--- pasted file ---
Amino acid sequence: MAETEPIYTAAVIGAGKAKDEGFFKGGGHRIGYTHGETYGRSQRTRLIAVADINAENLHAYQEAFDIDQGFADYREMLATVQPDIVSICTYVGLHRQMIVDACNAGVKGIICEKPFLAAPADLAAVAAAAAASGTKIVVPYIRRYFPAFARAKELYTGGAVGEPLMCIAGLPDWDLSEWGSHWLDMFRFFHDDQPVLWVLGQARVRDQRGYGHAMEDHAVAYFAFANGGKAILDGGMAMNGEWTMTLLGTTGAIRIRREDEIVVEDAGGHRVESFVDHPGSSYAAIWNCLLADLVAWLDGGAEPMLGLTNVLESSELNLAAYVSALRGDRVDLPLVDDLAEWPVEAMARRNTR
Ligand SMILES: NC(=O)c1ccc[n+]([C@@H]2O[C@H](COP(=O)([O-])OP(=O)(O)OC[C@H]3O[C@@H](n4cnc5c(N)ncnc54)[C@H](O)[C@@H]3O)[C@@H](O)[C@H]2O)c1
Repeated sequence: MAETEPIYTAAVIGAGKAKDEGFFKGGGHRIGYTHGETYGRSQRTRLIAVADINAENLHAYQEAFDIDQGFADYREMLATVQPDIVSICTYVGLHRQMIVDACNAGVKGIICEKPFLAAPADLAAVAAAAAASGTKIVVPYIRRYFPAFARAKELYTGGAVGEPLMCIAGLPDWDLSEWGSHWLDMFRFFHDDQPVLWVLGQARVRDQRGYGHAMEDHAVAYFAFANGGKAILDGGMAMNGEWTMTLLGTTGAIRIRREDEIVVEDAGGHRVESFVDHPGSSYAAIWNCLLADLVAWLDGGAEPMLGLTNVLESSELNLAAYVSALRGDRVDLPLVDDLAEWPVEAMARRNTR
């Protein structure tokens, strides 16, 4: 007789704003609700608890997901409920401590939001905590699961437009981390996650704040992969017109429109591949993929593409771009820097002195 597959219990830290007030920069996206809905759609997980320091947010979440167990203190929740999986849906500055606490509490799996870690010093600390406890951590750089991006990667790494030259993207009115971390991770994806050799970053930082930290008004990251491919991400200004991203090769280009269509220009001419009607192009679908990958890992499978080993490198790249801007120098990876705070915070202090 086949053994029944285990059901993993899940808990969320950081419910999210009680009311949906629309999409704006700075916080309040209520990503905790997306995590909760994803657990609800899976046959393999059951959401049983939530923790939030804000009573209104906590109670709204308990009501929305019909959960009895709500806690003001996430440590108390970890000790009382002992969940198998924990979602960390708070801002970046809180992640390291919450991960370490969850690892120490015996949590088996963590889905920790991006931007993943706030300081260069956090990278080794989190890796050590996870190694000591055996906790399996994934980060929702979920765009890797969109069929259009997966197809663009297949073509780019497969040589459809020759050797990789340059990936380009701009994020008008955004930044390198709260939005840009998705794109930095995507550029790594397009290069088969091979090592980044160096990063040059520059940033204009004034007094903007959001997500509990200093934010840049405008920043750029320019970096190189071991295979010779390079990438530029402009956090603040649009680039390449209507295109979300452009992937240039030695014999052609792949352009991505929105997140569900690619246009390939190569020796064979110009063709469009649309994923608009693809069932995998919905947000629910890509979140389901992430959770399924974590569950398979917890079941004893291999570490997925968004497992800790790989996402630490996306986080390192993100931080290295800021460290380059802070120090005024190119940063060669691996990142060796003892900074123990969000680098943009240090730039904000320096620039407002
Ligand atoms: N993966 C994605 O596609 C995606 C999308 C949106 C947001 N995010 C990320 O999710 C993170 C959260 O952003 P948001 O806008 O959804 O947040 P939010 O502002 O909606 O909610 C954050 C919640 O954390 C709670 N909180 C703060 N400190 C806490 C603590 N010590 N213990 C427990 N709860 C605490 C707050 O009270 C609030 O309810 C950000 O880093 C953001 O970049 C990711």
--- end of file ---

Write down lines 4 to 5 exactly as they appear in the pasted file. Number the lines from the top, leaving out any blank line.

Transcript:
């Protein structure tokens, strides 16, 4: 007789704003609700608890997901409920401590939001905590699961437009981390996650704040992969017109429109591949993929593409771009820097002195 597959219990830290007030920069996206809905759609997980320091947010979440167990203190929740999986849906500055606490509490799996870690010093600390406890951590750089991006990667790494030259993207009115971390991770994806050799970053930082930290008004990251491919991400200004991203090769280009269509220009001419009607192009679908990958890992499978080993490198790249801007120098990876705070915070202090 086949053994029944285990059901993993899940808990969320950081419910999210009680009311949906629309999409704006700075916080309040209520990503905790997306995590909760994803657990609800899976046959393999059951959401049983939530923790939030804000009573209104906590109670709204308990009501929305019909959960009895709500806690003001996430440590108390970890000790009382002992969940198998924990979602960390708070801002970046809180992640390291919450991960370490969850690892120490015996949590088996963590889905920790991006931007993943706030300081260069956090990278080794989190890796050590996870190694000591055996906790399996994934980060929702979920765009890797969109069929259009997966197809663009297949073509780019497969040589459809020759050797990789340059990936380009701009994020008008955004930044390198709260939005840009998705794109930095995507550029790594397009290069088969091979090592980044160096990063040059520059940033204009004034007094903007959001997500509990200093934010840049405008920043750029320019970096190189071991295979010779390079990438530029402009956090603040649009680039390449209507295109979300452009992937240039030695014999052609792949352009991505929105997140569900690619246009390939190569020796064979110009063709469009649309994923608009693809069932995998919905947000629910890509979140389901992430959770399924974590569950398979917890079941004893291999570490997925968004497992800790790989996402630490996306986080390192993100931080290295800021460290380059802070120090005024190119940063060669691996990142060796003892900074123990969000680098943009240090730039904000320096620039407002
Ligand atoms: N993966 C994605 O596609 C995606 C999308 C949106 C947001 N995010 C990320 O999710 C993170 C959260 O952003 P948001 O806008 O959804 O947040 P939010 O502002 O909606 O909610 C954050 C919640 O954390 C709670 N909180 C703060 N400190 C806490 C603590 N010590 N213990 C427990 N709860 C605490 C707050 O009270 C609030 O309810 C950000 O880093 C953001 O970049 C990711």